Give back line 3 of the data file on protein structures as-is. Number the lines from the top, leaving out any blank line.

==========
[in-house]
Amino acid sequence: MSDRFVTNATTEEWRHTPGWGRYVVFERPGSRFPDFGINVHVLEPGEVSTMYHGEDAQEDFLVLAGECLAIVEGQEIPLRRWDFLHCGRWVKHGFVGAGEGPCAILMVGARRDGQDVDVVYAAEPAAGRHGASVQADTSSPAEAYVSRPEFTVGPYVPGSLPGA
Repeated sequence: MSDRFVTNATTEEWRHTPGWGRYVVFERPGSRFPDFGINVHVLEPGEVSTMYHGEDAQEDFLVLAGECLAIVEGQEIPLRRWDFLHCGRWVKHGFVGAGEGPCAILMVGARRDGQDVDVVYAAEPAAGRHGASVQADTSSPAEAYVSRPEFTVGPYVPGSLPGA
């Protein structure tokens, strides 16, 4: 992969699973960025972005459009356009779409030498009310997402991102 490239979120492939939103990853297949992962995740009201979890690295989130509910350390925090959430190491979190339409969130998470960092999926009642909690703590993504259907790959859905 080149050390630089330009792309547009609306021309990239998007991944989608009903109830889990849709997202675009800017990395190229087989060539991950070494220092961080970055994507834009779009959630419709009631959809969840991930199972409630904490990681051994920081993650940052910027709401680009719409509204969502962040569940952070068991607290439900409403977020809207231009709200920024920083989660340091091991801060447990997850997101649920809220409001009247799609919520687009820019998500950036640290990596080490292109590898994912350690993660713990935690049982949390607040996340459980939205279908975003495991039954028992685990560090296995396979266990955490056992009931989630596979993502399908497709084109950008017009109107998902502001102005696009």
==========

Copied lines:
Repeated sequence: MSDRFVTNATTEEWRHTPGWGRYVVFERPGSRFPDFGINVHVLEPGEVSTMYHGEDAQEDFLVLAGECLAIVEGQEIPLRRWDFLHCGRWVKHGFVGAGEGPCAILMVGARRDGQDVDVVYAAEPAAGRHGASVQADTSSPAEAYVSRPEFTVGPYVPGSLPGA